“The attitude of my client is that there is an ability to place him in crime intelligence,” advocate Martin Brassey said. Brassey is representing trade union Solidarity, which is representing Roos. Roos, who has worked for the police for 26 years, was originally demoted by ex-crime intelligence boss Richard Mdluli, after he exposed alleged corruption in the crime intelligence unit.
Mdluli removed Roos from his position as head of internal audit and placed him in the inspectorate and evaluation division of the union — a post the union said was redundant.
Solidarity approached the court in order to try and force the police to redeploy Roos in a similar position to his earlier post.
In April, the Labour Court ordered the police to redeploy Roos to a similar position as the one he had before his demotion.
In the court ruling, the police were also ordered to pay Roos R156,250 in compensation, plus costs.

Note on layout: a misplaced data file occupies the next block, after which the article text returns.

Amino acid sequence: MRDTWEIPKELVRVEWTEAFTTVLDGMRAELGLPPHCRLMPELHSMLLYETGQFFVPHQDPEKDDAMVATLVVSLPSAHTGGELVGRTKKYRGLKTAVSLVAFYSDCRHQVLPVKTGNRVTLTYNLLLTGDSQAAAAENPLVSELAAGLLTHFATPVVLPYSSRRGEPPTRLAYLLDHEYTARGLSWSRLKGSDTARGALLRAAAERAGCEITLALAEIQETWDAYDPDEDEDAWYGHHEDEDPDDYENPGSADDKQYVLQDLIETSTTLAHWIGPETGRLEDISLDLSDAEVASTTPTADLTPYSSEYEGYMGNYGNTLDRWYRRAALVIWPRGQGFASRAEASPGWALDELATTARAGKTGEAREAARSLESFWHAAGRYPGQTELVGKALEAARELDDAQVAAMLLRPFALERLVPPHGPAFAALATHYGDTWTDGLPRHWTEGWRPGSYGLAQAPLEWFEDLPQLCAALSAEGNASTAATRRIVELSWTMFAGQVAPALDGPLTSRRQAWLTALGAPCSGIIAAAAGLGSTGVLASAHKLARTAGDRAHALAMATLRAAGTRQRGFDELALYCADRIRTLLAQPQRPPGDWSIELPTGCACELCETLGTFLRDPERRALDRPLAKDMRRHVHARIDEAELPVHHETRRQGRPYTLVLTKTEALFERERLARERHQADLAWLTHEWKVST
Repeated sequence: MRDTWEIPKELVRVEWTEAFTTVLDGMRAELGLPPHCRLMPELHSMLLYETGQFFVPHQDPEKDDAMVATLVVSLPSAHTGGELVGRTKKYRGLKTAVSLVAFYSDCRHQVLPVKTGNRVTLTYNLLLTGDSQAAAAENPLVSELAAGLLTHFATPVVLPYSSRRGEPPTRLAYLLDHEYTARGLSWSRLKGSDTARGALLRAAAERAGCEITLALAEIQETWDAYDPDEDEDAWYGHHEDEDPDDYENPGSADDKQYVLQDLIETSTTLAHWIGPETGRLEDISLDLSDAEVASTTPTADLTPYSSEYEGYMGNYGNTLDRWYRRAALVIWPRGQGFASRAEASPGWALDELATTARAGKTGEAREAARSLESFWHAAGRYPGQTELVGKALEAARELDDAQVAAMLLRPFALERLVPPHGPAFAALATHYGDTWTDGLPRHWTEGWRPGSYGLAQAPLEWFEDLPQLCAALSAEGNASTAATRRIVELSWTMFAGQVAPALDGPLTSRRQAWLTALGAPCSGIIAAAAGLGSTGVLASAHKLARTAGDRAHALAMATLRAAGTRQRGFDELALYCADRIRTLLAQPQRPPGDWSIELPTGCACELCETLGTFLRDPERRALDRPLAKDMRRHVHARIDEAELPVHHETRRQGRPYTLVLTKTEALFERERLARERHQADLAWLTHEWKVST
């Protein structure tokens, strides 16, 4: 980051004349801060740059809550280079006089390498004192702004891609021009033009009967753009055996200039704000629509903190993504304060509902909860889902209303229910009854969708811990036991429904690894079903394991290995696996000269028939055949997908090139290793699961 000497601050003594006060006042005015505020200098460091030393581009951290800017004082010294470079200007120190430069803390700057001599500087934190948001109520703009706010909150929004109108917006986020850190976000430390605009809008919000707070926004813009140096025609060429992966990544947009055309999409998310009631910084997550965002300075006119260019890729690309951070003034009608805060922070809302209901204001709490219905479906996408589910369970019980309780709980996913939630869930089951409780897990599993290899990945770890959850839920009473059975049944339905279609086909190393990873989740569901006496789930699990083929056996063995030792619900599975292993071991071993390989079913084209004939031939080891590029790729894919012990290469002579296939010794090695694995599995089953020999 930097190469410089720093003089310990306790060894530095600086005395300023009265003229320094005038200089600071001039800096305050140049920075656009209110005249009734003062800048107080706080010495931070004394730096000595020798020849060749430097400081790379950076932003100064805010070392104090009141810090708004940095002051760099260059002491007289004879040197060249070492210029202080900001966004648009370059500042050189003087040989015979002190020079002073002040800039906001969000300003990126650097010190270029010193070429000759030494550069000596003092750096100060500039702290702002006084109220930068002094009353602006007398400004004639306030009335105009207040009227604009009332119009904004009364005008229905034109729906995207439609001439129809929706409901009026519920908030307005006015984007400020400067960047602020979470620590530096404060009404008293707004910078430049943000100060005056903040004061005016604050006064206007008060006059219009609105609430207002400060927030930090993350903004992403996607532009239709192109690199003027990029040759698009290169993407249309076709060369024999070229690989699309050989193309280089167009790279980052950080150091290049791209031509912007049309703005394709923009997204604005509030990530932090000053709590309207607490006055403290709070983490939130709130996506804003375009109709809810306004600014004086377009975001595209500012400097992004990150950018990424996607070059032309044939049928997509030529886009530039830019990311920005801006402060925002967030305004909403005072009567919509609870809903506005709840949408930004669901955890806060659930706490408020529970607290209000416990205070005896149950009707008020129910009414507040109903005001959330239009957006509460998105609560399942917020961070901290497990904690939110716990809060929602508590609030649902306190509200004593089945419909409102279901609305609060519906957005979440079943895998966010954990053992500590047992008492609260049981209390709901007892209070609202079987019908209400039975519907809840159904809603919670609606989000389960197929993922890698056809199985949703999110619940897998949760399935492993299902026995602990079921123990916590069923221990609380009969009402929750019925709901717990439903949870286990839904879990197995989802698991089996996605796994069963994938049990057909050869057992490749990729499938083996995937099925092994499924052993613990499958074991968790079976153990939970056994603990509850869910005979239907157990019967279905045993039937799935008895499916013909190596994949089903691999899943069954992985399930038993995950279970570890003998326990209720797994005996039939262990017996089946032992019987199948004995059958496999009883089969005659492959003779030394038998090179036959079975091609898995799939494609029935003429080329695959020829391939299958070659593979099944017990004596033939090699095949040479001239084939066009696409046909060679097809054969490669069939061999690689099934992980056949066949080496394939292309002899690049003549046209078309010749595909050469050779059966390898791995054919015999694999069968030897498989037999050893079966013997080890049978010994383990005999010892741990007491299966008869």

Following the order, SAPS placed Roos in the internal auditing department at its head office, and not within crime intelligence.
Roos and Solidarity are arguing that there was a position available in crime intelligence’s internal auditing office.
Dirk Groenewald, Solidarity’s head of the centre for fair labour practices, testified in the Labour Court on Monday.
Groenewald said Solidarity had evidence, in the form of a letter from national police commissioner Riah Phiyega and a resource allocation guide, that there were three positions available where Roos could be placed in crime intelligence’s internal auditing department.
During a meeting with police officials, Solidarity and Roos were told that Phiyega had instructed that Roos be deployed to head office and not crime intelligence.
The officials indicated that the structure at crime intelligence was being reviewed.
Groenewald said he then attended a meeting with Phiyega where she indicated that Roos could not be redeployed to crime intelligence because there was a personality clash between himself and another brigadier within crime intelligence.
The case continues.
READ MORE: Phiyega not in Labour court